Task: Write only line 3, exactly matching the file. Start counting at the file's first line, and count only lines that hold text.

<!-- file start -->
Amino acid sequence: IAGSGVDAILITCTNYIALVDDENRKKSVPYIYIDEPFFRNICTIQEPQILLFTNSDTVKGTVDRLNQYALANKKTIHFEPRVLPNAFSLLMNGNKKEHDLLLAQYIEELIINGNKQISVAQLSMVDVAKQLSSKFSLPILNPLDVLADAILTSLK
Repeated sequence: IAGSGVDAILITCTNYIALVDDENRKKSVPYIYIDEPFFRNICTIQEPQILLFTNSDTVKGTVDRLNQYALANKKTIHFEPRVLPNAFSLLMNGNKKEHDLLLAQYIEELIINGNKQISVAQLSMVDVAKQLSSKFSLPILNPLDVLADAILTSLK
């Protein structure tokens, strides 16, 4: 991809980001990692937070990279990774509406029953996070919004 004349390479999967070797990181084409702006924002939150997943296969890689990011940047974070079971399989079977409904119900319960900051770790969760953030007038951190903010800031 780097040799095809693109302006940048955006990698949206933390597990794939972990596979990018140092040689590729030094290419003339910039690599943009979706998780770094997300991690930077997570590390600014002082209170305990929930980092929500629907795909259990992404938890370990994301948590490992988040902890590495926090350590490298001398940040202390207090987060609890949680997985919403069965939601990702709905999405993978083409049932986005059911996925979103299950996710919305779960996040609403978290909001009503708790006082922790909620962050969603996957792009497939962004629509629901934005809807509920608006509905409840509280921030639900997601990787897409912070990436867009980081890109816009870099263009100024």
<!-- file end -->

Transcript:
């Protein structure tokens, strides 16, 4: 991809980001990692937070990279990774509406029953996070919004 004349390479999967070797990181084409702006924002939150997943296969890689990011940047974070079971399989079977409904119900319960900051770790969760953030007038951190903010800031 780097040799095809693109302006940048955006990698949206933390597990794939972990596979990018140092040689590729030094290419003339910039690599943009979706998780770094997300991690930077997570590390600014002082209170305990929930980092929500629907795909259990992404938890370990994301948590490992988040902890590495926090350590490298001398940040202390207090987060609890949680997985919403069965939601990702709905999405993978083409049932986005059911996925979103299950996710919305779960996040609403978290909001009503708790006082922790909620962050969603996957792009497939962004629509629901934005809807509920608006509905409840509280921030639900997601990787897409912070990436867009980081890109816009870099263009100024």